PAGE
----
Initiated by Prof. Hashem Akbari, international conference on countermeasures to urban heat island (IC2UHI Conference) was first held in Tokyo, Japan in year 2006. Subsequently, it was held in Berkeley, USA and Venice, Italy in year 2009 and 2014 respectively. After being held in temperate climate countries, the committee felt that it was timely to organize the conference in a tropical climate country where urban heat island (UHI) effect coupled with climate change has become major issues creating overheating problem.

The fourth IC2UHI Conference was held on 30–31 May and 1 June 2016 in the Stephen Riady Centre, National University of Singapore, Singapore. The conference had a theme “Fighting urban heat island (UHI ) and climate change through mitigation and adaptation ” that covered range of topics, as follows:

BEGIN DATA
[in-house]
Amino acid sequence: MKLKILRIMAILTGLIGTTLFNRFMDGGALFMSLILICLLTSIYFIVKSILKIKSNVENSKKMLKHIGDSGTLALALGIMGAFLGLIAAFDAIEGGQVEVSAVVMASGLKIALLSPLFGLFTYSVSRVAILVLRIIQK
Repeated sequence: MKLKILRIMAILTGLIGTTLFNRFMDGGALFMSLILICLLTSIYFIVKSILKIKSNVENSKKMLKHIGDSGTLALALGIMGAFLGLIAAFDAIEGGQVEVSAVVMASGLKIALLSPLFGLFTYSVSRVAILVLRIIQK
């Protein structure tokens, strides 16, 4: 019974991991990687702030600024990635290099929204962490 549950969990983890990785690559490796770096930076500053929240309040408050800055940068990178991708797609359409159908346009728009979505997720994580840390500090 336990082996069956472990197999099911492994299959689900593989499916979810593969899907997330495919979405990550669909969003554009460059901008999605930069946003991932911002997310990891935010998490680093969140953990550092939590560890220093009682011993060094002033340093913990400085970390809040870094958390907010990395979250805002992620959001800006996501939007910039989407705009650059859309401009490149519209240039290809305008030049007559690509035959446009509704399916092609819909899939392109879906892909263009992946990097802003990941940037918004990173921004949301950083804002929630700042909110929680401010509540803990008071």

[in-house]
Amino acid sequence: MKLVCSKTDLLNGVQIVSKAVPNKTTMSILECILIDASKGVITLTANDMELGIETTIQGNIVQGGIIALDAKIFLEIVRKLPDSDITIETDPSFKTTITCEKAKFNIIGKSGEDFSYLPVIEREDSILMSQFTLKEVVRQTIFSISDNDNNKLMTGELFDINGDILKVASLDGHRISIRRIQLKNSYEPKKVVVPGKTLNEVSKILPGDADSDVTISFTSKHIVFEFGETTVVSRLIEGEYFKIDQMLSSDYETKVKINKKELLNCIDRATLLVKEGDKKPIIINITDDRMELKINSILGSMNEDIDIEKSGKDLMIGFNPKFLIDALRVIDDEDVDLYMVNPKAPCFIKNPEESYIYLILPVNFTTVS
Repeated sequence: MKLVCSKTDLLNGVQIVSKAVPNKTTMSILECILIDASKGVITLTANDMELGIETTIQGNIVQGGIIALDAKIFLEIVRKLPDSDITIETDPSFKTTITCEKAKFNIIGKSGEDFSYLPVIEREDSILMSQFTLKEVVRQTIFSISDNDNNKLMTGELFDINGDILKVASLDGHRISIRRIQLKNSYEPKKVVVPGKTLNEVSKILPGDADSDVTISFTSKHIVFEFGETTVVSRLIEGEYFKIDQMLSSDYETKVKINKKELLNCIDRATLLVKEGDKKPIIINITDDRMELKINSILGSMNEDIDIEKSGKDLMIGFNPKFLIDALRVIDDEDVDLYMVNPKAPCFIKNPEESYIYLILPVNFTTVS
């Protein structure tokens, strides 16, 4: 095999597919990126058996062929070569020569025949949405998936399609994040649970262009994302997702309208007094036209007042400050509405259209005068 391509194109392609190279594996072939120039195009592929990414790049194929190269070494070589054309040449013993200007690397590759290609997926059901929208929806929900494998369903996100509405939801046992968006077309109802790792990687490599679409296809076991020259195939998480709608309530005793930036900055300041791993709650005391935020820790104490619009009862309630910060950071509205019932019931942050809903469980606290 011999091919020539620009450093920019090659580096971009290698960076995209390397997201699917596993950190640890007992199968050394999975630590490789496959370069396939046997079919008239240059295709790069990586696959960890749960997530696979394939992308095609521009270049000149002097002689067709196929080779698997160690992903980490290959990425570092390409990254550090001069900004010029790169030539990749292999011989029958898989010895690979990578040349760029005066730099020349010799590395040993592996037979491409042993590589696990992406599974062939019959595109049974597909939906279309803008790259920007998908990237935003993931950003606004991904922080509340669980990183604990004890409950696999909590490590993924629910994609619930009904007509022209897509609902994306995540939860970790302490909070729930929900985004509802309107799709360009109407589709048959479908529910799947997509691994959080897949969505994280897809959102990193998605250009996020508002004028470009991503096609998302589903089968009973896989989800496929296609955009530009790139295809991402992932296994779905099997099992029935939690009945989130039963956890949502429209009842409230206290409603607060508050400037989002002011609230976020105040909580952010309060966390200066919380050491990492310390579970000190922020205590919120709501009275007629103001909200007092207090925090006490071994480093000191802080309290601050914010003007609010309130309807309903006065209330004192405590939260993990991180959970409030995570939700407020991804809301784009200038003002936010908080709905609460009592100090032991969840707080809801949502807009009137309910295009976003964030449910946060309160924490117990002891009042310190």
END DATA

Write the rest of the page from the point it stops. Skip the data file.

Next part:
• Special Topic : Recent UHI and climate change research from cities in Asia Pacific and tropical countries (16 papers ).
  • Relationship between UHI, urban planning and building energy consumption and comfort (57 papers).
  • Anthropogenic heat and urban pollution (8 papers).
  • Cooling effect of natural sources on evaporation & evapotranspiration (vegetation, lakes, rivers, ground) (13 papers).
  • Simulation and analysis of UHI and its effects across scales (urban microclimate measurement, urban ventilation and modeling) (54 papers).
  • Social and economic dimension: UHI economy & health and quality of life (10 papers).
  • Program development, policy and evaluation of UHI mitigation and adaptation (12 papers).
  • Building energy savings and air pollution from cool surface deployment (field experiments & new analysis methods) (13 papers).
  • Cool materials, roof, pavement and advance materials developments & characteristics (15 papers).
  • Development of performance testing standards for cool materials (3 papers).

There were four parallel sessions accommodating close to 200 presentations during the three days of the conference. The conference also saw a large numbers of participants from 26 countries with Japan and China had the highest numbers of participants.